Wages and Labor Standards at Stake?
Marx was famously wrong when he predicted the progressive immiseration of the proletariat. 1 The real wages and living conditions of the working classes improved over the span of the nineteenth century, reducing the squalor that has been captured for posterity by social critics such as Chadwick and Hegel and by writers such as Dickens. 2 Marx got the effects of accumulation under capitalism wrong: it can, and often will, raise wages by increasing the demand for labor. But the improvement in working conditions was a result of social legislation such as the Factory Acts of England, which paved the way for the protection of workers.
Anti-globalizers fear that Marx is striking again: that, thanks to globalization, his prediction of falling wages is finally coming to pass. Labor unions in rich countries fear that trade with poor countries with low wages will drive down the real wages of their own workers and produce paupers in their midst. They also sense a threat to their labor standards, achieved through well over a century of anguish and agitation, as trade with poor countries with lower standards intensifies and some multinationals are seen to move to these low-standards locations, “taking jobs away.” The resulting pressure to lower standards produces in this view a race to the bottom as these rich countries abandon their high standards to ensure competitiveness.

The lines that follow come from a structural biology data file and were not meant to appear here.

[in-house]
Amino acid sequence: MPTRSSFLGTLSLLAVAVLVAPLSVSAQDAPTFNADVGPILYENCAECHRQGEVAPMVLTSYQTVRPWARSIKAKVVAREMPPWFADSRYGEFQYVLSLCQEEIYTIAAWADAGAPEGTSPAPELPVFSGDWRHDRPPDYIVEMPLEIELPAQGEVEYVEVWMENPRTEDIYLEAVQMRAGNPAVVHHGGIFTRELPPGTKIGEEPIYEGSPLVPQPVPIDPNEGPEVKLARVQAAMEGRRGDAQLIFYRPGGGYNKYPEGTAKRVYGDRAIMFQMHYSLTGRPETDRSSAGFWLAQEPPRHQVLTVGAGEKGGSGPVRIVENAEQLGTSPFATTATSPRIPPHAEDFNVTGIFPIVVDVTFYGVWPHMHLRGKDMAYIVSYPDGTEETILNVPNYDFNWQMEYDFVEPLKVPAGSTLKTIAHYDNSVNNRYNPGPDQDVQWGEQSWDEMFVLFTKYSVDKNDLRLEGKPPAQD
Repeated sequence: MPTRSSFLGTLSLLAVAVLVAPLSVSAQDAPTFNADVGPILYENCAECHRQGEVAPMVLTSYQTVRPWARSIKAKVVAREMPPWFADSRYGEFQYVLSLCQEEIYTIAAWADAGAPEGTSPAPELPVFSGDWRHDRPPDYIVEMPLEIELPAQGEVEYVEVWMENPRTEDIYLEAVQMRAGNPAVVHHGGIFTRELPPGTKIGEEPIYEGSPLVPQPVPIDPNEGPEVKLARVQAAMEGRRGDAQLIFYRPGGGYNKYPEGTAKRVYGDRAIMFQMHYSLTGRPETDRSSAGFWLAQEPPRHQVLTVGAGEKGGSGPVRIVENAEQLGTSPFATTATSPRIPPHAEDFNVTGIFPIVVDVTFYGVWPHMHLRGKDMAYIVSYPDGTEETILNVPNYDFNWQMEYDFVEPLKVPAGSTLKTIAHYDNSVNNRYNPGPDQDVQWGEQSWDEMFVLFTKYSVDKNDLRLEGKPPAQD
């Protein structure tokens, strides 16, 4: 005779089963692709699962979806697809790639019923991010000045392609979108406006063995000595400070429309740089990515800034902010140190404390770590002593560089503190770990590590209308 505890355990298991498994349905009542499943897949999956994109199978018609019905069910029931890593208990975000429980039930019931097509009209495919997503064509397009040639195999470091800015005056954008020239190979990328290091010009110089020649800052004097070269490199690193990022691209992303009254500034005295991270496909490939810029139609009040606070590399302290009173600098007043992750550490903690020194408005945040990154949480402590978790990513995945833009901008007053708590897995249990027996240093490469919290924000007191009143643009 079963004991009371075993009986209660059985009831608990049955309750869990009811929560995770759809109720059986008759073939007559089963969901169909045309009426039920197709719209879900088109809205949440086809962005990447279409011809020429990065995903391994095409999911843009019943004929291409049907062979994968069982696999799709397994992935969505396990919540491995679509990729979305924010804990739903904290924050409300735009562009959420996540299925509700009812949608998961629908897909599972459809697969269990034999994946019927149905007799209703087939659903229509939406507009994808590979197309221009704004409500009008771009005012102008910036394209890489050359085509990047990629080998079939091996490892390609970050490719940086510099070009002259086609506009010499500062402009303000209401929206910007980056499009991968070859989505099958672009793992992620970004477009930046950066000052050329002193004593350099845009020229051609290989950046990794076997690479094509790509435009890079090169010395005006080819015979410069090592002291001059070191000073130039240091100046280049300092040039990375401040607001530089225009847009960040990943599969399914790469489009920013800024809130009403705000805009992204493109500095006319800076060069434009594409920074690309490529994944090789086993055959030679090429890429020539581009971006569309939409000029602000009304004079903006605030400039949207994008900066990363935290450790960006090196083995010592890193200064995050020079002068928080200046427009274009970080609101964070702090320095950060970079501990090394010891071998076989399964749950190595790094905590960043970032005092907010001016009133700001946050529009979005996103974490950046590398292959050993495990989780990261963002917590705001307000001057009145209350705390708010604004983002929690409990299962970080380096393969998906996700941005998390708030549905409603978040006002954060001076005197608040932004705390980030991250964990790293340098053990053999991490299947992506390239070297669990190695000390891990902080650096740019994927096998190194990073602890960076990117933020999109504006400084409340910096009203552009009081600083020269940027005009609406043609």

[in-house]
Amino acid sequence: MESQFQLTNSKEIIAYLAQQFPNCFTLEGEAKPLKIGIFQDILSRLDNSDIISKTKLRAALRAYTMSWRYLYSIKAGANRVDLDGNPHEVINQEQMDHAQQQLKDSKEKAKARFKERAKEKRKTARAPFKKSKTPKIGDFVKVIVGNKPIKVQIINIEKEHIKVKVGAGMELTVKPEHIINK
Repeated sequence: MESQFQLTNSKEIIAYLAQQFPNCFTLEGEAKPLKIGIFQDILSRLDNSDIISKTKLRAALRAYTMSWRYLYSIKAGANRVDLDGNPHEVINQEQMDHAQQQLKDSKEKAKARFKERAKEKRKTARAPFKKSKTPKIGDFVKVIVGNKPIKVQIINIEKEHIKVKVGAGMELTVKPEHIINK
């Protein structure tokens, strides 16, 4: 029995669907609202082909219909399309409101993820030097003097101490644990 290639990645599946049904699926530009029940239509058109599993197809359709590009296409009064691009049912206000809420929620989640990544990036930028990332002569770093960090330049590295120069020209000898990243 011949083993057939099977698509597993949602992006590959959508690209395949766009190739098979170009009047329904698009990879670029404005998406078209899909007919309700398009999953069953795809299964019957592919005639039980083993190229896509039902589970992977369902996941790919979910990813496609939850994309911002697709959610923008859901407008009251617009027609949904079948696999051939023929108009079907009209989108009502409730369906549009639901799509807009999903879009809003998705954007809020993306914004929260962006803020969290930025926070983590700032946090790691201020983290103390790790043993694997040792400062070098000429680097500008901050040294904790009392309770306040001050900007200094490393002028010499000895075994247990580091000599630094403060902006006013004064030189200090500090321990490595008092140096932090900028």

These fears appear plausible, no doubt about it. Yet the facts strongly suggest that they are not supported by evidence. Most studies of the real wages of workers assign to trade at best a small fraction of the decline in real wages in the 1980s and much of the 1990s. I will argue here the stronger proposition that trade has actually helped the workers, not just harmed them insignificantly, by moderating the decline that was